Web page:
The new legislation will see a single, strengthened whistleblower protection regime for the corporate, financial and credit sectors and create a new protection regime for reporting tax misconduct.
The new tax whistleblower regime is intended to encourage individuals to disclose information to the ATO on tax avoidance behaviour and other tax issues that previously carried no such legislative protection.
However, the new regime is not intended to encourage individuals to make frivolous or vexatious disclosures, or to disguise personal or professional grievances as disclosures qualifying for protection.
Key features of the new law will see eligible whistleblowers protected from civil, criminal and administrative liability in relation to a disclosure that qualifies for protection; the ability to remain anonymous and still qualify for protection; and making it an offence for a person to cause detriment to another person in relation to a disclosure that qualifies for protection.
All that is required is that an eligible whistleblower has reasonable grounds to suspect that the relevant information indicates tax misconduct and that it would assist the Commissioner or the eligible recipient in performing their duties if they knew about it.
Such information may include details of non-compliance with a tax law, tax evasion, a scheme set up to avoid tax, unexplained wealth, or any other tax-related misconduct.
This would not include information about purely workplace related issues that do not suggest misconduct or an improper state or affairs or circumstances in relation to the entity’s tax affairs.
Under the new regime, it will be an offence for a person to disclose an eligible whistleblower’s identity or information that is likely to lead to the identification of the whistleblower.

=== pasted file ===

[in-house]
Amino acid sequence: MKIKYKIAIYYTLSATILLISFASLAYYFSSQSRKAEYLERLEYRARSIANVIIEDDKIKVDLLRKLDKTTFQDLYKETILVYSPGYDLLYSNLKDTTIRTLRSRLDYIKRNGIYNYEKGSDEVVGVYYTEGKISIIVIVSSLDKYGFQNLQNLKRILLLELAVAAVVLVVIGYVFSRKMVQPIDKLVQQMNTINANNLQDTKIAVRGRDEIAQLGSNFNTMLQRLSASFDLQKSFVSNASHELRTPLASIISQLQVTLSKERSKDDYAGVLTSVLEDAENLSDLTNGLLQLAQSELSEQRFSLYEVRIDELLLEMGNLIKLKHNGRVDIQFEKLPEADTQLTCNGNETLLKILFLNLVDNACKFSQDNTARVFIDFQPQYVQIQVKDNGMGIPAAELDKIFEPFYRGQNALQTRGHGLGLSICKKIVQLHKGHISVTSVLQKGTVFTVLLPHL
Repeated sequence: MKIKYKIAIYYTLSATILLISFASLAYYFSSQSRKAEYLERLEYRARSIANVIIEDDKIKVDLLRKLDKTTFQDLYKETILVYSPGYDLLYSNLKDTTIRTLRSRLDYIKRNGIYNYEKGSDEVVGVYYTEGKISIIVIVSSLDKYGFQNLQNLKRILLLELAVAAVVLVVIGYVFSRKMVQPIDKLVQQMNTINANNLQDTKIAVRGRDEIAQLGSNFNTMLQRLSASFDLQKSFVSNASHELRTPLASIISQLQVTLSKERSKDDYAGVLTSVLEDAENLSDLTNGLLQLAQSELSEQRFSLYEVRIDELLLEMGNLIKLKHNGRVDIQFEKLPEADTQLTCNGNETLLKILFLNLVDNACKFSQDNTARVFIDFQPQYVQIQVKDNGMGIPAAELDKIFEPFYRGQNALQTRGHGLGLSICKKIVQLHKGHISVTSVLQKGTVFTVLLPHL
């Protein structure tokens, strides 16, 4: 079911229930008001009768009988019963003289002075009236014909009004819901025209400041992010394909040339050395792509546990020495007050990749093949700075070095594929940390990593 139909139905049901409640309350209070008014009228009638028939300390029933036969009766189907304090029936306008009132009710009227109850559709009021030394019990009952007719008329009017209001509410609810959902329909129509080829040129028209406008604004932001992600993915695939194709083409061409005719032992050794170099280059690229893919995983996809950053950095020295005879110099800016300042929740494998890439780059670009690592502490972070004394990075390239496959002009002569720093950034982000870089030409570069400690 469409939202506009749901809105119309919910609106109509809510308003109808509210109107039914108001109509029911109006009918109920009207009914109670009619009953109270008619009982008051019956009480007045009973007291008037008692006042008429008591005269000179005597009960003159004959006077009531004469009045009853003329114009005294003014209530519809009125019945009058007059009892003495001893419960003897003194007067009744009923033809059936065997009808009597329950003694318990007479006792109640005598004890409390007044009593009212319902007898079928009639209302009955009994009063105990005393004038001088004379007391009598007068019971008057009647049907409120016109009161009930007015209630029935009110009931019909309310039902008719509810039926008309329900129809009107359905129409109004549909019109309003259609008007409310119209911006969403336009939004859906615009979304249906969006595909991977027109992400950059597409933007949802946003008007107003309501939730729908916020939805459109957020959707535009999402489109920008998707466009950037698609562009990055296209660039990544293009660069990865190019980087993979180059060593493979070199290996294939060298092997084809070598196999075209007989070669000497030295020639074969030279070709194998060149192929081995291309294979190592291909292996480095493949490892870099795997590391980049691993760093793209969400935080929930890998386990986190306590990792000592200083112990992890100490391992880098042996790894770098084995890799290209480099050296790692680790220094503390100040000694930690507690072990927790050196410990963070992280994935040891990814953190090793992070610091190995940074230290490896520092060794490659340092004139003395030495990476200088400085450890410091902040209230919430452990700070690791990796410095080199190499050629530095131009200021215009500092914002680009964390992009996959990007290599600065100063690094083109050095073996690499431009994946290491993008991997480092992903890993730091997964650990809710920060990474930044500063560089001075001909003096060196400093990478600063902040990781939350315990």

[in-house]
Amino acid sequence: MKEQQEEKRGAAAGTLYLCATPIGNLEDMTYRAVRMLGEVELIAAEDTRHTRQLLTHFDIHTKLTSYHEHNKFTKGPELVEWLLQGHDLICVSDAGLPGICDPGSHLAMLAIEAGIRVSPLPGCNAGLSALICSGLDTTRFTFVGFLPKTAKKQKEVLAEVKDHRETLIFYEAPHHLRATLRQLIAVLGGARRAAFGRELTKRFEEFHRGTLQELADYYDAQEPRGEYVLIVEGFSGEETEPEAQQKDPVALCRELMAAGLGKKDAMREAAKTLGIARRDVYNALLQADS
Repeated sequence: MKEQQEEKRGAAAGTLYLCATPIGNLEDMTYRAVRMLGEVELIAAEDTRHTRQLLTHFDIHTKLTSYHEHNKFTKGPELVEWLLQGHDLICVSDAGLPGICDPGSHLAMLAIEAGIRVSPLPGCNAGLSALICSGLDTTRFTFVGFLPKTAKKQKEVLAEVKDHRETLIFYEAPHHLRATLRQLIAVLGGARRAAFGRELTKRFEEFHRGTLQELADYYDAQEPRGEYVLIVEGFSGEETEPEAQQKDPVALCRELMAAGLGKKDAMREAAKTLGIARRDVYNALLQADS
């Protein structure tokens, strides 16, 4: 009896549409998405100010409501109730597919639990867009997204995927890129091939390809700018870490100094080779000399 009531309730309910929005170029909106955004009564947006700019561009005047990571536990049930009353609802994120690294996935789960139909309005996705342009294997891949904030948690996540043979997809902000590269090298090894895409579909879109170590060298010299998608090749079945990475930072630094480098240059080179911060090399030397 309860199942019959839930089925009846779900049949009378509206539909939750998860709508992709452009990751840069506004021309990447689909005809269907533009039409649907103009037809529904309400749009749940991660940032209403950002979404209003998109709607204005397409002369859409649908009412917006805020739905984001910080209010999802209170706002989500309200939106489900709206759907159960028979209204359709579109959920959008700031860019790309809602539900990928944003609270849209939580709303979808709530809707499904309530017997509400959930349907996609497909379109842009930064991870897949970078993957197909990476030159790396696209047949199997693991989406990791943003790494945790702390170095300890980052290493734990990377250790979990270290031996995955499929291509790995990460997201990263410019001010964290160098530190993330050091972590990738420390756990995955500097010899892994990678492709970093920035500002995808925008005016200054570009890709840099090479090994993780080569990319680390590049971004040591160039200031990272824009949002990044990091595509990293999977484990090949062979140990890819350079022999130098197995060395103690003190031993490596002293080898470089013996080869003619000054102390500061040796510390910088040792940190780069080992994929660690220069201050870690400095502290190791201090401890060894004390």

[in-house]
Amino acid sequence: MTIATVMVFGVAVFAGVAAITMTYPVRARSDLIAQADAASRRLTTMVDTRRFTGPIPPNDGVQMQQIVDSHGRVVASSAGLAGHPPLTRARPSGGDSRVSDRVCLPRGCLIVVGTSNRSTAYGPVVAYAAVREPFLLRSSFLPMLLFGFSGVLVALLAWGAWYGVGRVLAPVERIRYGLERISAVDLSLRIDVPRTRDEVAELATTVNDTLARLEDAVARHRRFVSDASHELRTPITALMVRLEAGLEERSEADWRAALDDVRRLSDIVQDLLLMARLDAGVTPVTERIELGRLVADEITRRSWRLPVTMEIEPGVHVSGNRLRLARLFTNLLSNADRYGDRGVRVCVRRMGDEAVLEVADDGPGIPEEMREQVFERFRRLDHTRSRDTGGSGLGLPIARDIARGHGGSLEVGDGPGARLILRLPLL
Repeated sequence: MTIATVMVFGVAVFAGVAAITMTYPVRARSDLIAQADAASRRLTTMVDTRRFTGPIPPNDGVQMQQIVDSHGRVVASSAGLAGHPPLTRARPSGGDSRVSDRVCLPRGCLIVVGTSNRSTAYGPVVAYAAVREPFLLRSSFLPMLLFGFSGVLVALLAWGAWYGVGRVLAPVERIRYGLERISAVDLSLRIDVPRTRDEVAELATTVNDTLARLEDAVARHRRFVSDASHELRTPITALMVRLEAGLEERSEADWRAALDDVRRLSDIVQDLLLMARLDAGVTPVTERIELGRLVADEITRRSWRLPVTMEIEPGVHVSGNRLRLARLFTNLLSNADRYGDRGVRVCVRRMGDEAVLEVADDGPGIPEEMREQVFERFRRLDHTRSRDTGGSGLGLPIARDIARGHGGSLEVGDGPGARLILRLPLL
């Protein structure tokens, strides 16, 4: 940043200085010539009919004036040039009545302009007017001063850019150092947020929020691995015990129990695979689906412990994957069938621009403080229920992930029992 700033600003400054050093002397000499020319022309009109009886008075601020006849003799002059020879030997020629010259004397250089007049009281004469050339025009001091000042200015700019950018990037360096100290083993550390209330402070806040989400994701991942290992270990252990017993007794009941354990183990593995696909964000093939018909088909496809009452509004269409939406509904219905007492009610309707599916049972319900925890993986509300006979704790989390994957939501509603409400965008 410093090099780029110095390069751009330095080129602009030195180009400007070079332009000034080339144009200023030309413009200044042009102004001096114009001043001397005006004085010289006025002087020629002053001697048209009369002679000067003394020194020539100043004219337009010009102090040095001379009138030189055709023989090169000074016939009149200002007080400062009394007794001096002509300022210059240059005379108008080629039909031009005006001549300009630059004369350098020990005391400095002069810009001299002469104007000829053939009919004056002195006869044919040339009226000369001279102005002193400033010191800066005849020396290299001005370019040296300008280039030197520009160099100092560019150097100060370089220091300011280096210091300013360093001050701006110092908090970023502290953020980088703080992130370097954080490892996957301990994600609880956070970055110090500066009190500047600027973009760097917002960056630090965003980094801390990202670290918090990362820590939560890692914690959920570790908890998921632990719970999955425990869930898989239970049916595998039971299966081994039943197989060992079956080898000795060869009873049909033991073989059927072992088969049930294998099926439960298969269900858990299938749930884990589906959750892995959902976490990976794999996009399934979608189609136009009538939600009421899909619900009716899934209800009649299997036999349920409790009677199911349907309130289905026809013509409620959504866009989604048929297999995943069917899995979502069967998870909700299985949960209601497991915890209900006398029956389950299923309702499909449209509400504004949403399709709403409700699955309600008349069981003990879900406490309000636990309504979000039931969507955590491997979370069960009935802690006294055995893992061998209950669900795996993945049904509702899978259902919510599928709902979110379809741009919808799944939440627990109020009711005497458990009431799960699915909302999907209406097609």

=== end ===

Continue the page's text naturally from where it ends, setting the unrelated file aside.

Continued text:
Accountants receiving whistleblower information
Gilbert + Tobin partner Muhunthan Kanagaratnam had earlier told Accountants Daily that there were a number of considerations for accounting firms to be aware of.
Tax agents, BAS agents, and auditors who provide services to an entity are included in the list of eligible recipients, meaning they can receive whistleblower information about their clients.
“When the information relates to clients, it can be tempting to on-disclose that information to the client, but this can expose the accountant or tax agent to criminal liability,” said Mr Kanagaratnam.
“They can be held criminally liable, with imprisonment of 6 months or 30 penalty units, or both, if they make an unauthorised on-disclosure that identifies the whisteblower, or is likely to lead to the identification of the whistleblower.
“So accountants and tax agents should educate their staff, establish a process by which whistleblower information is elevated to responsible senior personnel and establish a process for protecting the disclosure of the whistleblower.”
Protection for dobbing dodgy clients in
Former Tax Practitioners Board chair Ian Taylor said the new legislation will provide tax agents the ability to disclose information on unlawful clients without fear of breaching the TPB code item 6, ‘Unless you have a legal duty to do so, you must not disclose any information relating to a client’s affair to a third party’.
“That’s going to provide immunity, if you like, to people who do provide information to government authorities in relation to those people who are not acting within the law and the whistleblower legislation will provide immunity from the TPB taking action against you under the code item for providing information to the relevant authorities,” said Mr Taylor.
“If you were to dob a client in or an ex-client, or to dob in a potential client that you believe is not acting in accordance to the law, then you could have been in breach of the requirement to not disclose information without the client’s permission.
“You’re obviously not going to ask the client for permission to tell the Tax Office that they are not doing the right thing.”